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Images below - photos by the author.


Day Twelve:
Back In Amritsar -
The Khalsa College






Today I had the opportunity to visit the prestigious Khalsa College in Amritsar.

Designed by the renowned Sikh architect and designer, Bhai Ram Singh -- who also designed the exquisite Queen Victoria’s Darbar Hall in Osborne House on the Isle of Wight, United Kingdom --  and built in 1892, it’s difficult to put into words the grandeur of the building and it’s size.

The College is every Britisher’s idea of an exotic palace! The building has been sympathetically maintained and new buildings blend into their surroundings well. As a seat of learning, there is a small museum and study centre on site.

The College had been following my trip via local newspapers, and were keen that I had a look at their collection and offer some advice. The collection has some fascinating works on paper and like some of the other museums in the area, they have weaponry and a large number of photos.

Unfortunately like many of the museums I’ve been to here, no one on site seems to have had any formal museum training. However they were very open to ideas and how they could use some best practice models from the UK … which was great.

The College aspires to redisplay and open the museum to the general public, which I am sure would be very popular. And as every good museum in Amritsar should, it too has an of Maharajah Duleep Singh -- an old photograph.

I didn’t really have the opportunity to take too many photos, but I managed to snap one of the entrance hall, which reminded me of Maharajah Ranjit Singh’s Summer Palace and, of course, Elveden Hall (Duleep Singh‘s palace back in Thetford, England.)

Fortunately the College building is supported by a regular maintenance programme and looked in very good condition. The site itself is on the outskirts of Amritsar, so feels very peaceful with lush lawns and excellent sporting facilities.
The second part of my visit gave me the opportunity to meet some of the students and staff. Today is Holi, so the College itself was rather quiet although I did see several students covered in bright powder as we arrived.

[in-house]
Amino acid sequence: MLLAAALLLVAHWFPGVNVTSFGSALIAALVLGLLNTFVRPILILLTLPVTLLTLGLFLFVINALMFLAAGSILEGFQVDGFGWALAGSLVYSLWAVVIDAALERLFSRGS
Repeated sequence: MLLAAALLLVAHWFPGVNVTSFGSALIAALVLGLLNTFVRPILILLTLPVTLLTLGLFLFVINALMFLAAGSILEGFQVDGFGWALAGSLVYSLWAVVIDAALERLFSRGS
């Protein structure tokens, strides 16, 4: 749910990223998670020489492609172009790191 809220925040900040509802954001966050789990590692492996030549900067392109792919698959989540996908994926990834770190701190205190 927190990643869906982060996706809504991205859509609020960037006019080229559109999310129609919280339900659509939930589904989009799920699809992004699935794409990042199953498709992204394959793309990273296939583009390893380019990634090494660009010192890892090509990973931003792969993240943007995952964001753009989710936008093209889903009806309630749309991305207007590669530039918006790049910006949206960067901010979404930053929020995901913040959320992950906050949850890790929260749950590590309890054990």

I gave a talk on Maharajah Duleep Singh’s story and the Anglo-Sikh work at the Ancient House Museum. Most of the students had heard of the Maharajah, but were unaware that he had tried to reclaim his throne and return to Punjab. They were really interested in the Anglo-Sikh work going on in Thetford, especially the Prince Frederick Duleep Singh cricket match and Gatka performances.

And of course everyone recognised the singer, Satinder Singh Sartaaj, when an image of him at the museum appeared!

The response from everyone to my trip has been so positive, I’ve lost count of the times people have said thank you for telling the Duleep Singh story or how surprised they are that a museum in the UK is so interested in Sikh culture.

On my part, I thought the students were fantastic, especially as some had given up their Holi and Hola celebrations to meet me. To mark my visit the college presented me with a framed photograph of the building.

Back in the city centre, people were out and about enjoying their holiday. I really wanted to take some photos of paint and powder covered people, but every time I saw some, they were whizzing past on a motorbike! I did manage to catch two looking very splendid, though.

Sadly, tomorrow is my last day, although I will be leaving with a notebook full of connections and partnerships to be developed fully. I have loved my visit to Punjab and have started to make a wish list of where to visit next – Patiala is at the top!

March 7, 2015

Conversation about this article

1: Kaala Singh (Punjab), March 07, 2015, 7:39 AM.

It is really heartening to know that this institution is well taken care-of. The same should be the case with all Sikh heritage sites in Punjab and heritage tourism can become big business. Revenues from tourism can be used for their upkeep without depending on the government. It is time for Punjab to rise economically and regain its status as a vibrant place for business, living and leisure.

2: Harinder Singh 1469 (New Delhi, India), March 07, 2015, 1:38 PM.

A most fascinating structure indeed, designed with Sikh heritage and traditions in mind. Little known to, or visited by, Sikhs on the subcontinent, but popular with Sikhs visiting from the diaspora. Every Sikh should check it out ... something we should be proud of and cherish!

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Back In Amritsar -
The Khalsa College"

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